Recent developments in modular construction, especially recent factory-pre-assembled room modules now being employed in hotel construction suggest you may in the future see a lot of double-walls between units, some light-gauge steel studs between heavy-gauge steel structural members, all supporting interior sheetrock (or equivalent) with blown cellulose or glass-fibre insulation or sheets of rigid polyisocyanurate insulation, all with cold and cold water piping, waste water piping, power and data in flex conduit with connectors at each wall intersection.
Think steel lego assemblies which stack and align.
To see what I mean, look up on You Tube the B1M channel and look for the video on the new Modular Marriot which is going up as we speak:
B1M YT vblog article modular hotel
It's also worth recognising that one implication of this kind of architecture is that as it becomes more common, the reuse of shipping container approach which has failed to gain traction will become far more attractive - and so you might well see mid and high rise residential structures where the main structural components are super-heavy gauge steel (in scale with what you see in a bridge or super-high tower) and those create an accepting framework which accepts the shipping-container-sized modules and locks them in place. These larger frames need not be rectilinearly-aligned beyond the scope of the individual modules, depending upon the nearby structures and space envelope constraints - so you might see some very strange twisting leaning overall building envelopes, as long as all the forces balance and the overall structure can withstand rain, wind-loading (a huge deal in high-rise constructions) and whatever seismic forces can be expected on that specific site (so if on the ring of fire expect huge triangulated trusses, both horizontal axis and vertical) so your characters will need to be able to navigate between the larger steel members, possibly knock out light-gauge steel studs, cut through polyiso rigid sheet insulation or tear through blown insulation and avoid power conduits and PEX or BPEX flexible water piping; if the building was lower-cost and did reuse shipping containers, there might still be medium-gauge steel sheeting at the centrelines of the double walls between units too.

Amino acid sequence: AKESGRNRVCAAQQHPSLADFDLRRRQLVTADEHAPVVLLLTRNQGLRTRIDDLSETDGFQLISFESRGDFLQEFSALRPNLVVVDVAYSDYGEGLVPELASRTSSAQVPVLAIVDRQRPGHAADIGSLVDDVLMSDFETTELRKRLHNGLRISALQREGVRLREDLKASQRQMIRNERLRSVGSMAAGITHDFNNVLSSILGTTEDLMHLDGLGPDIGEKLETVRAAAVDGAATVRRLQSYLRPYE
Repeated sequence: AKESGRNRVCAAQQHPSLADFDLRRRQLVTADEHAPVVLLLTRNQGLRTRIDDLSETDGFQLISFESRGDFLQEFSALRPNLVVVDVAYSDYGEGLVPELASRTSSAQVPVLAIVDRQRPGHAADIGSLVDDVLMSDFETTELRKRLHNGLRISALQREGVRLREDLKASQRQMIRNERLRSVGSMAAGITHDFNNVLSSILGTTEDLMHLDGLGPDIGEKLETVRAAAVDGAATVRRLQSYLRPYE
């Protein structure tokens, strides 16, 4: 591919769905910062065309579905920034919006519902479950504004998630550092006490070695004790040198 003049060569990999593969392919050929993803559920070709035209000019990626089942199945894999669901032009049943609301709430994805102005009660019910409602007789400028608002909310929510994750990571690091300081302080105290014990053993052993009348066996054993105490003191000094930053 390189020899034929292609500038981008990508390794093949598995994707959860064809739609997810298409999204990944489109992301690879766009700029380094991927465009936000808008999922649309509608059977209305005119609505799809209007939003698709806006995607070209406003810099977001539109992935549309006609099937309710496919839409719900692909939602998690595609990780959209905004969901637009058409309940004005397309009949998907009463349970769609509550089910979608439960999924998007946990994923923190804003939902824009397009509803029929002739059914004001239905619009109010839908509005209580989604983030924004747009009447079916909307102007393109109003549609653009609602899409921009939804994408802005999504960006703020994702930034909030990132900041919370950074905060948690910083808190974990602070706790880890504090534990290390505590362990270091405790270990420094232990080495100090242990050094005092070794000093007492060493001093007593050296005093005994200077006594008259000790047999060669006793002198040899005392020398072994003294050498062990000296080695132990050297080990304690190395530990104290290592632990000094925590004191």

Hope that helps.